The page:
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Ian Anderson's Diary - October 2002
September announced the foliage season for me with the end of our August tour spilling over to the first of September in the glorious Lakes region of New Hampshire. Gilford is a tiny town with an amphitheater venue set on a farm. Fun place to play but a chilly evening as it turned out. Good last show, nonetheless.
The tour had gone from Minneapolis and the Midwest through most of the Northeast of the USA and taken in Festivals, Theaters, amphitheatres and Casinos providing me, at any rate, with the variety on a daily basis which means that it is never boring. There was some arduous travel, as always, due to long road trips now that security at US airports makes travel by plane so tedious. Not the fault of the security folks, but .
As always in our band, there was a mixed set of emotions at the end of a long touring period: part of the mood is relief and weariness after so many shows and weeks away from home, while the other half of the brain admits to a certain sadness and feeling of impending loss at the thought of weeks to come without live performance. Not so bad for me, perhaps, since I had a couple of orchestral shows in Italy to prepare and look forward to as well as the Rubbing Elbows outing in October.
But I guess the others will have had a doubt or two regarding the eight months to come with little in the way of Tull activity. However - if, like me, they have the buzz of following some other musical endeavours of their own, they should not be bored. Martin is due to start work on a new solo album. Jonathan Noyce was last seen on British TV playing with a house band on a late night talk show. Doane Perry tells me he has barely moved from his office desk since got home (his fault for answering all the e-mails), and Andrew Giddings will, doubtless, be ensnaring some nubile singer-songwriter (by the name of Jeff) in his greasy but creative clutches in pursuit of mutual musical pleasures. Don't worry, lads - the months will whiz by - you'll see! Elsewhere on this web site, you will find the work-in-progress tours and concert date schedule as it begins to take shape for 2003 (and 2004!).
After returning from the USA, I spent a Perry-like period in my office with a bunch of chores - domestic and musical - to take care of. Pre-production for Italy and Rubbing Elbows, including much promo phoning to press and radio took up most of the month apart from recording a few more tracks of flute and vocals for Leslie Mandoki's new album "Soulmates" which features me, Jack Bruce, David Clayton-Thomas, Bobby Kimball, Steve Lukather, Al Di Meola and Anthony Jackson amongst many other "name" musicians from the worlds of Jazz and Rock. See elsewhere on this site for details of Leslie's record or go straight to www.redrock.de for info on Mandoki's production and recording empire!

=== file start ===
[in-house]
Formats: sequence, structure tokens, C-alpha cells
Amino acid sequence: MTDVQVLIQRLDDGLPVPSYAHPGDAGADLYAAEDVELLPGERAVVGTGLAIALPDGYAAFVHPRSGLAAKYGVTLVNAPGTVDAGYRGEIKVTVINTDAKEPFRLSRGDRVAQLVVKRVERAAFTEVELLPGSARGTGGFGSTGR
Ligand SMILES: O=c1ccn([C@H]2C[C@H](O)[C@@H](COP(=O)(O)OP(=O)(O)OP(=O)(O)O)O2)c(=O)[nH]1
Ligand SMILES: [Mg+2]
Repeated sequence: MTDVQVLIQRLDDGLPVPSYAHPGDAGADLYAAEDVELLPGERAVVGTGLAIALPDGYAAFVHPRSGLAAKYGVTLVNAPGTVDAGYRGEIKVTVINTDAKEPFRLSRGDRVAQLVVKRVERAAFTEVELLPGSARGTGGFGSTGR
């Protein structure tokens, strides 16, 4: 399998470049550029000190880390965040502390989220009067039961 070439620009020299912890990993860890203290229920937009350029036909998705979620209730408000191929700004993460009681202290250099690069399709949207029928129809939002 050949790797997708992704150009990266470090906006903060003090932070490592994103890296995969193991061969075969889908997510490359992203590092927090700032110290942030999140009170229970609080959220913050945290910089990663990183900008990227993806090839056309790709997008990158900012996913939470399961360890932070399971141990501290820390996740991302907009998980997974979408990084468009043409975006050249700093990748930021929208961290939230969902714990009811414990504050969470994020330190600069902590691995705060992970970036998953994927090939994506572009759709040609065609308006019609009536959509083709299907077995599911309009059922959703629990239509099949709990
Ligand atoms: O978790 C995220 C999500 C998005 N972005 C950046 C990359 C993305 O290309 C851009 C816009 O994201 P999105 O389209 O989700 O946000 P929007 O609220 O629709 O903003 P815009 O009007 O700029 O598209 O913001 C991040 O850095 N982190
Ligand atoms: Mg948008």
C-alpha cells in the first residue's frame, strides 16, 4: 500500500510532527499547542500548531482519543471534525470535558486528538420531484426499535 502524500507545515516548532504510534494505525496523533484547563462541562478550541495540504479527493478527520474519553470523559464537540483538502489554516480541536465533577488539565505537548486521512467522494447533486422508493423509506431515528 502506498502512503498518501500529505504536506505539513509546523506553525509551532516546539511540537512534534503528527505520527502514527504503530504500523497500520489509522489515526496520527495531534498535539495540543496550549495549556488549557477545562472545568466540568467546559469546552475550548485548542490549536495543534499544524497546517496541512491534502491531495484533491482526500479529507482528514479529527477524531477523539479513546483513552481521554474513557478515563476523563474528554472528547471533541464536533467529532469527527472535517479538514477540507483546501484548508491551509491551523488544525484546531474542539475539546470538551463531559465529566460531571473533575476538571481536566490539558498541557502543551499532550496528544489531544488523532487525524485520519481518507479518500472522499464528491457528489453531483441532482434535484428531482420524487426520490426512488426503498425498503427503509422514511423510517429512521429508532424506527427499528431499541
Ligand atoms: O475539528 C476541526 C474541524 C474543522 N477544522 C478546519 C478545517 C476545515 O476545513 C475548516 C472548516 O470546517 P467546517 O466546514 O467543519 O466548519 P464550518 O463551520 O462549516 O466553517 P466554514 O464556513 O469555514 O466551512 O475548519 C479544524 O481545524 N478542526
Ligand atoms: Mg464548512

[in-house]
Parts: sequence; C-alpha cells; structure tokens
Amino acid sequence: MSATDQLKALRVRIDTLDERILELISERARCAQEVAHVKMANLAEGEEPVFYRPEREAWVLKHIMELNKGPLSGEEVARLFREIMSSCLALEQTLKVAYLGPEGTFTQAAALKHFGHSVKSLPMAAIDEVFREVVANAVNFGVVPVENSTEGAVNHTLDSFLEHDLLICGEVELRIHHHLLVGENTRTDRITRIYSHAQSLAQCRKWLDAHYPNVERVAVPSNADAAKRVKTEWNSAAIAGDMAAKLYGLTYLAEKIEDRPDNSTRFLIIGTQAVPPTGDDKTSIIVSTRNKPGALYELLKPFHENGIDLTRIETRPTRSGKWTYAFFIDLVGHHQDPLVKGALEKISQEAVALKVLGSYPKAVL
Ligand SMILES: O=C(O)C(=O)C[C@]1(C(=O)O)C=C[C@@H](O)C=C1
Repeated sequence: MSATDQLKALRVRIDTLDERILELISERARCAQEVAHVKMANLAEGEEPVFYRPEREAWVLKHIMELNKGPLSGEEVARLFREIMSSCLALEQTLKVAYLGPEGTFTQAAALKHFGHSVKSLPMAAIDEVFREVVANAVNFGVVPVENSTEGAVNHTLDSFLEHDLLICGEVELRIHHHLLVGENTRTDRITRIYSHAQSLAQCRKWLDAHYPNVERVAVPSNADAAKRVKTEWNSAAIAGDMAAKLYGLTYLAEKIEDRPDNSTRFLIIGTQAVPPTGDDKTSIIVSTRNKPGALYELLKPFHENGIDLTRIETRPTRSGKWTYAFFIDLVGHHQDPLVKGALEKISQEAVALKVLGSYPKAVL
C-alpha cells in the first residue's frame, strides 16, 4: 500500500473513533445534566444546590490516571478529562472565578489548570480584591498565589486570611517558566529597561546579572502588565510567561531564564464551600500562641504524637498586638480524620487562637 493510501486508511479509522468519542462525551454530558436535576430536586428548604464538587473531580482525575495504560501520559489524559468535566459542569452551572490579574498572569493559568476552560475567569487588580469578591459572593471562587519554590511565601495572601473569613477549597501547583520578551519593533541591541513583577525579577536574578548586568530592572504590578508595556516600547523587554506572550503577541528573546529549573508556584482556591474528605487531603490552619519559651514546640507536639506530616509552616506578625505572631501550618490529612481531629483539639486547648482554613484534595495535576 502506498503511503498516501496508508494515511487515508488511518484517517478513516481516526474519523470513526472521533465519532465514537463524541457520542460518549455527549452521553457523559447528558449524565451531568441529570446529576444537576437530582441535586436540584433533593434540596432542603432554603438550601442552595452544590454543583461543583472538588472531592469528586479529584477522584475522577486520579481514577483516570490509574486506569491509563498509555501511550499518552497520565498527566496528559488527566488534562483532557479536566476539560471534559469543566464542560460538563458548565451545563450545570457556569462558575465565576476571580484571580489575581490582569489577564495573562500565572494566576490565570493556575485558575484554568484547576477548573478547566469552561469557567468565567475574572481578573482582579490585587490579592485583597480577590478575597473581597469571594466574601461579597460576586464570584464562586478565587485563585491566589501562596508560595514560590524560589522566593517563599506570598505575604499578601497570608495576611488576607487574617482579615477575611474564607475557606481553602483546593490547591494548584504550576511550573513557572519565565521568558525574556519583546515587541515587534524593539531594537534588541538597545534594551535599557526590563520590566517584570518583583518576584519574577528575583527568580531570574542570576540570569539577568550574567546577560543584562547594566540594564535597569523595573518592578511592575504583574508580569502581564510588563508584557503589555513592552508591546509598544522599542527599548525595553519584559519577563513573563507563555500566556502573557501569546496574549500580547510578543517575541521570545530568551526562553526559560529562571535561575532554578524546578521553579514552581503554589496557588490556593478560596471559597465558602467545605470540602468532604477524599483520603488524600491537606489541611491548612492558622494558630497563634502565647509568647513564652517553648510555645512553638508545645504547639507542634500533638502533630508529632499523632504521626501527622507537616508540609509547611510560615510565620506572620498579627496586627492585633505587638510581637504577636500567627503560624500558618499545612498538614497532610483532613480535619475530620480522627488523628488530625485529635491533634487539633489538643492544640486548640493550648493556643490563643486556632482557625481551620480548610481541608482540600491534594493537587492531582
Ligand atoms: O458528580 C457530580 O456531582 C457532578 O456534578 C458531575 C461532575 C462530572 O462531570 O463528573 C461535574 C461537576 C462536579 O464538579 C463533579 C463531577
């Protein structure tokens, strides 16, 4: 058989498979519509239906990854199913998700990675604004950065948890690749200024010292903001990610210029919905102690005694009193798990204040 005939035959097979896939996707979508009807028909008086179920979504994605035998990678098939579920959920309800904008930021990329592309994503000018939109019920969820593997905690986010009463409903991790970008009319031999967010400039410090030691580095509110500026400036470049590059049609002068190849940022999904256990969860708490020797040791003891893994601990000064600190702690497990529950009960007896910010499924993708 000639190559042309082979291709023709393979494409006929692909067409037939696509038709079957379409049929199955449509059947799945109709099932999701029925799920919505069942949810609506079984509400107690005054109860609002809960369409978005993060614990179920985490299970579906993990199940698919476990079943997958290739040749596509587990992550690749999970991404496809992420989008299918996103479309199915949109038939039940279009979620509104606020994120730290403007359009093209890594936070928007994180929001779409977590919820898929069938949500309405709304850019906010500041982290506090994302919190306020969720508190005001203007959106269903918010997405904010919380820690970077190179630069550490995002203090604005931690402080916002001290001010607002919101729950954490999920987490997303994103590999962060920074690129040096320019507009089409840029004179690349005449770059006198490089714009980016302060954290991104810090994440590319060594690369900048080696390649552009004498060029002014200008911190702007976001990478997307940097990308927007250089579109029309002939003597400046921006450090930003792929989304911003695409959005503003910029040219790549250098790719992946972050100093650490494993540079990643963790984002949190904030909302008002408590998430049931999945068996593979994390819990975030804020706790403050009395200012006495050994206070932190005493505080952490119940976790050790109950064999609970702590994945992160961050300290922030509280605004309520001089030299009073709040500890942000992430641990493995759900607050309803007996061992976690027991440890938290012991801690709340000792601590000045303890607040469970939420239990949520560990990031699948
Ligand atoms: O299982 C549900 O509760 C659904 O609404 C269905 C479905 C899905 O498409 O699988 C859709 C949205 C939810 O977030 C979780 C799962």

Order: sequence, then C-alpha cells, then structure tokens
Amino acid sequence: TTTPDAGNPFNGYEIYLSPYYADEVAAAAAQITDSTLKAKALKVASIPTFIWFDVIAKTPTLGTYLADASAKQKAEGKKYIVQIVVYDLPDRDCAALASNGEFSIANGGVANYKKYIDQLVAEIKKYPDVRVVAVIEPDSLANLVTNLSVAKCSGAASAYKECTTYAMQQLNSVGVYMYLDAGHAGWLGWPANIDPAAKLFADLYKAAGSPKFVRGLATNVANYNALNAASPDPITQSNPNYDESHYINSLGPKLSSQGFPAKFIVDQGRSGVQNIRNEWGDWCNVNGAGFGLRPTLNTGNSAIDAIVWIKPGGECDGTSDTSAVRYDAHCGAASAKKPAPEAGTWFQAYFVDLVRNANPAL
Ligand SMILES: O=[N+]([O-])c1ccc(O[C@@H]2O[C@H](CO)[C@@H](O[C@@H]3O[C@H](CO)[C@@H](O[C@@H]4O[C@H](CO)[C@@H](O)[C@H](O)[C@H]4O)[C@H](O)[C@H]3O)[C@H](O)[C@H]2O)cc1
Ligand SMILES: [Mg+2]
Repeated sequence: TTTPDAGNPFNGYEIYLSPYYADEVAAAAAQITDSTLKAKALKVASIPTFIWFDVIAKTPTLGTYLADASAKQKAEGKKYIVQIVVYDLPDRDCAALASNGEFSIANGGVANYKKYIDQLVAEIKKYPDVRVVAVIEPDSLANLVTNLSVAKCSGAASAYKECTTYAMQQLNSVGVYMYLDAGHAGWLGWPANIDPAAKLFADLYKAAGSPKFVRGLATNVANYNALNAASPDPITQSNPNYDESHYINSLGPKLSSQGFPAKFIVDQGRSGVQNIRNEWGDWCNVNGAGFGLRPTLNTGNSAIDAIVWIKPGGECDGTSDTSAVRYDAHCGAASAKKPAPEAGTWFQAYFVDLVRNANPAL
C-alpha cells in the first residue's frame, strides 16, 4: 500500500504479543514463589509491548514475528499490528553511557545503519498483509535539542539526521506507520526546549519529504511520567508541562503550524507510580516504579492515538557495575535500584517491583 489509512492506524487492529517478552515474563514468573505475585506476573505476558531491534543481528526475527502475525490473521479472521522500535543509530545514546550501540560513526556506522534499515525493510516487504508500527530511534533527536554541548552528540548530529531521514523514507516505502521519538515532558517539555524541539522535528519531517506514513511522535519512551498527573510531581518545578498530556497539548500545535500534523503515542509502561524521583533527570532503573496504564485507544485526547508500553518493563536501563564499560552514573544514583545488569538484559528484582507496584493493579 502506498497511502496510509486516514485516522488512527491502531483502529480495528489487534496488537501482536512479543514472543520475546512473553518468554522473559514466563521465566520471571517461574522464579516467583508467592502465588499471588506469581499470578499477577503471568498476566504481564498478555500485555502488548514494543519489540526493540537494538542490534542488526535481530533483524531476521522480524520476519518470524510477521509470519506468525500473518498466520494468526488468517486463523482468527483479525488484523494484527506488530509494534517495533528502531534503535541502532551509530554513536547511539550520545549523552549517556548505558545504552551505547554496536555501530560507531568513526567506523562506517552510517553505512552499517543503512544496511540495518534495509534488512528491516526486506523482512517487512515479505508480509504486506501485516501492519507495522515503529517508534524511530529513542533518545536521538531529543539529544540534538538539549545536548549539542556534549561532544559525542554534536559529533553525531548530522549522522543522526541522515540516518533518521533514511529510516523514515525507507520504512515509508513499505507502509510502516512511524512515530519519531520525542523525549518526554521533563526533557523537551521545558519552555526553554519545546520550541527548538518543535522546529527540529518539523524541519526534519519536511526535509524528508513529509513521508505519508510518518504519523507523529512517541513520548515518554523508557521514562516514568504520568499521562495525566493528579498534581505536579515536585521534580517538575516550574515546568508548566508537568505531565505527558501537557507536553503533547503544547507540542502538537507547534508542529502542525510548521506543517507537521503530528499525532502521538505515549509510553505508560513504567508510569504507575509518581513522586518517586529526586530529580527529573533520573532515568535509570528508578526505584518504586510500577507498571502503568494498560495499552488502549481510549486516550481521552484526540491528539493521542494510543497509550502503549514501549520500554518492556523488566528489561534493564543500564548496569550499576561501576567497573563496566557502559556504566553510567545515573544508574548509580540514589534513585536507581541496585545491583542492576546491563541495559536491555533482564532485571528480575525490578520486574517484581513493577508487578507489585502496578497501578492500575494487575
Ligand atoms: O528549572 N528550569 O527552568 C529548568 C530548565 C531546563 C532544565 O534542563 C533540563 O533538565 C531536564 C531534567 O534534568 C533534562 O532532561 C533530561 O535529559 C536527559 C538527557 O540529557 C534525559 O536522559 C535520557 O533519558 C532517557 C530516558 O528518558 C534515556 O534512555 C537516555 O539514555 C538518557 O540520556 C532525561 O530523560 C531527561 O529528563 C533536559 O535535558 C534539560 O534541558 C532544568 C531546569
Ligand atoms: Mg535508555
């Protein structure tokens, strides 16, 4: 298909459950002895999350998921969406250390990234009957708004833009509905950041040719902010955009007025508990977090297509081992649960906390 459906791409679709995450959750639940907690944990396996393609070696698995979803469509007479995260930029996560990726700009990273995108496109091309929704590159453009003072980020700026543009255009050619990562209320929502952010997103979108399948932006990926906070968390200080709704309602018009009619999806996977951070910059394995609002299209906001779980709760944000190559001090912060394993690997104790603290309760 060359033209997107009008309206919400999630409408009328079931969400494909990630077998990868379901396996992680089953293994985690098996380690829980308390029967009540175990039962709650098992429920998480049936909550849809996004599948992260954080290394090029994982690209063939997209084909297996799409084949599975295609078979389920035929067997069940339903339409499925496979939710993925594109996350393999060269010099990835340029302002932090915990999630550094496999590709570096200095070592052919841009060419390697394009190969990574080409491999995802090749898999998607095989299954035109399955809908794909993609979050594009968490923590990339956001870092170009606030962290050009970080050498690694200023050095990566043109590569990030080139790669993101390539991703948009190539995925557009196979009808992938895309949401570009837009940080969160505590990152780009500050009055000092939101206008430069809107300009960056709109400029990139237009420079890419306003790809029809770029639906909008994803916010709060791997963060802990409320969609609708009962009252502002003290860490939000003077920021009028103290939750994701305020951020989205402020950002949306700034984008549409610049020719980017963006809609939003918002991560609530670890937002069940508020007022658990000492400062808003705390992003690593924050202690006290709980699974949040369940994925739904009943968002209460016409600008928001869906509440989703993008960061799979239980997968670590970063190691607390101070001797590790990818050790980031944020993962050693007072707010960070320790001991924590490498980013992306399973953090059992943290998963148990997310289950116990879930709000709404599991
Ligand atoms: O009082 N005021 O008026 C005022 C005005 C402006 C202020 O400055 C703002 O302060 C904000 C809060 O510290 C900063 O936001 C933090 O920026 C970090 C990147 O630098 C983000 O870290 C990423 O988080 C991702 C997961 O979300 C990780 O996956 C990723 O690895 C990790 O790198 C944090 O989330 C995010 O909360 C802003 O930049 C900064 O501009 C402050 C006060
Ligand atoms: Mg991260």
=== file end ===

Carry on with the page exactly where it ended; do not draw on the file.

Then a couple of days rehearsal for the Italian orchestral dates with my pal Andrea Griminelli, eminent Italian Classical flautist. Andrea had asked me to come up with a piece for us to play as a duet so I obliged with a nod to both Celtic and European Classical influences with a tune which I called "Griminelli's Lament" - a musical soliloquy to the ending of a long relationship with his girlfriend. Just the thing to cheer up a pal with!
Andrew Giddings, James Duncan, and Kit Morgan were the accompanying musicians and we had a jolly time with three days in Italy in beautiful Parma and not quite so beautiful Cesena a hundred miles, or so, to the south. Both shows were with the Orchestra of the Teatro Regio Di Parma conducted by Danilo Rossi. Danilo had done his homework well and the orchestra had the hang of it by show time. See elsewhere on this site for "Ian Anderson on the orchestra" feature.
Shows are planned with orchestras in the USA in 2003 and 2004 - not official Tull shows - but with me as a solo acoustic guest of the various symphony orchestras in the major US cities. I have a real hankering, however, to do some shows with the bewildering array of small town symphonies which seem to exist wherever I go on my US travels. I know they can't pay the money but it might be a lot of fun.
Right on the heels of Italy we went into rehearsal for the Rubbing Elbows tour. In advance we had arranged with local radio stations to organise the audience member guests and with the local promoters to whittle down the applicants for the nightly local musical guest. I already had many of the songs sent to me for us to learn each day by the time we left but it was a close call getting the music copied to minidisc for the band and the names of all the co-presenting radio personalities and non-musical guests for the show. There really was a huge amount of detail in the nightly production and we began to feel the stress immediately the tour began. Usually, the pre-production is the tough part and when the tour itself gets underway, we all relax and get on with the fun and easier part of doing the gigs! This time it just seemed to get more hectic and there was hardly a moment free to do the usual things like see the town, take a walk, check e-mails and bring the website up to date